Fed Extends Limits On Buybacks, Dividends Until End Of 2020; Brainard Dissents

Two weeks after announcing it may extend the limit on dividends and buybacks for large banks - which was scheduled to expire today - by another quarter, after the close on Wednesday the Fed did just that saying that "due to the continued economic uncertainty from the coronavirus response", it will extend for an additional quarter several measures "to ensure that large banks maintain a high level of capital resilience" The news will disappoint bank execs such as Jamie Dimon whose JPMorgan had already indicated interest in resuming buybacks.

For the fourth quarter of this year, large banks—those with more than $100 billion in total assets—will be prohibited from making share repurchases. Additionally, dividend payments will be capped and tied to a formula based on recent income, the Fed announced.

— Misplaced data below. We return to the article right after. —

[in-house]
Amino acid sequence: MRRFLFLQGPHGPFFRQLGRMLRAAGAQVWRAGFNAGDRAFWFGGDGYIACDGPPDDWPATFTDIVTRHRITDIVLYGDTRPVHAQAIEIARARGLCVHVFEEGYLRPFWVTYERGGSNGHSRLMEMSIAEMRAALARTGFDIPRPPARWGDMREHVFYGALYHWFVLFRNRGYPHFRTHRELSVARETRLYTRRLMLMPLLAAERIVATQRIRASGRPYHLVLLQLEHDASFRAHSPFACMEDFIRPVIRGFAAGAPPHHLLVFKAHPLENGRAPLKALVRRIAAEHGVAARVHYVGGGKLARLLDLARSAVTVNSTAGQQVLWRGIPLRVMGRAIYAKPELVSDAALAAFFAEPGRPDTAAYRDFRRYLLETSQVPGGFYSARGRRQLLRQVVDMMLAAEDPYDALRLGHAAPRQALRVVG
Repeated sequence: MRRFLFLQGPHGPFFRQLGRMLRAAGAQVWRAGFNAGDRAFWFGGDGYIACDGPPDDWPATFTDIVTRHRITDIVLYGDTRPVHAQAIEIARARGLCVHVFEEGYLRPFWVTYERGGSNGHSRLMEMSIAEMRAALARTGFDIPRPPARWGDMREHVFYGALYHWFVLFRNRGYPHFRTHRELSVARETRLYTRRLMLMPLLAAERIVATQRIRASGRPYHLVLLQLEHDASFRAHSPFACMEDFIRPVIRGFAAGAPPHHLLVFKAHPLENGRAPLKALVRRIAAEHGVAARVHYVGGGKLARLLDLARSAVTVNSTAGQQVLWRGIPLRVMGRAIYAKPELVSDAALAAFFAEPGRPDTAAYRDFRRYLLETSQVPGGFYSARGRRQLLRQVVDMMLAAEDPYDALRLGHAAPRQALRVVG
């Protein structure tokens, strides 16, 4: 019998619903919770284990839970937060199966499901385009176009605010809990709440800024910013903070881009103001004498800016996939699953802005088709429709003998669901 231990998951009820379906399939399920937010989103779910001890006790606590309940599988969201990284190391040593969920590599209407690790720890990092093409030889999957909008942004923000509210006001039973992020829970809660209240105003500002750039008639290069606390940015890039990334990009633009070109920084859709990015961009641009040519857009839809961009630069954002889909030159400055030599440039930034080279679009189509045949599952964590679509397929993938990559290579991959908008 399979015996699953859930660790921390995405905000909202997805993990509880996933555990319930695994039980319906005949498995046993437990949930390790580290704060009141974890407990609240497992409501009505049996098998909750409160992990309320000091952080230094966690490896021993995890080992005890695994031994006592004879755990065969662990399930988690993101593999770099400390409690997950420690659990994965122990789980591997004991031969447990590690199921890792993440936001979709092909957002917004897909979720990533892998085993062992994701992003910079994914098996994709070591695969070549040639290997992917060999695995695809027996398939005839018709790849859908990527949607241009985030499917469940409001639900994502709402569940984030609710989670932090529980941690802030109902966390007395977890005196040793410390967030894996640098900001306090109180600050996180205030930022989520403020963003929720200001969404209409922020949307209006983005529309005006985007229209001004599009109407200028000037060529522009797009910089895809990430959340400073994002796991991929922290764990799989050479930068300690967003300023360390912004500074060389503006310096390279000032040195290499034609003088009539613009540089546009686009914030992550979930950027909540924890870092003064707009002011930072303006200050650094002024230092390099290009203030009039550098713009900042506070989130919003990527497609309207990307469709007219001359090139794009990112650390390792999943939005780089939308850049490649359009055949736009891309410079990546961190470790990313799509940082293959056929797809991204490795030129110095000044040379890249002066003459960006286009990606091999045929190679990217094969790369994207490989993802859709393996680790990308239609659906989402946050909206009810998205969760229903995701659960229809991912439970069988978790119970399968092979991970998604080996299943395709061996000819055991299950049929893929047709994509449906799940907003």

To ease concerns that "it is seeing something others aren't" the Fed clarified that "the capital positions of large banks have remained strong during the third quarter while such restrictions were in place." Curiously, the Fed felt compelled to limit shareholder distributions in Q4 as well, almost as if it expects more turmoil to hit in the last three months of the year.

In June, the Fed released the results of its annual stress test and additional analysis, which found that all large banks were sufficiently capitalized. However, just in case they weren't, the Fed also restricted banks from increasing dividends above second-quarter levels, and buybacks were banned. Those restrictions were less than the total elimination of dividends demanded by some Democratic lawmakers.

As Bloomberg notes, Fed governor Lael Brainard, who has expressed an interest in becoming the next Fed chair under a Biden administration, dissented in the 4-1 vote to extend the existing limits, having previously argued that allowing capital distributions "creates a significant risk that banks will need to raise capital or curtail credit at a challenging time." It wasn't immediately clear if her dissent was because she wanted a return of the pre-COVID status quo or because she preferred an indefinite extension of the bank capital limits.

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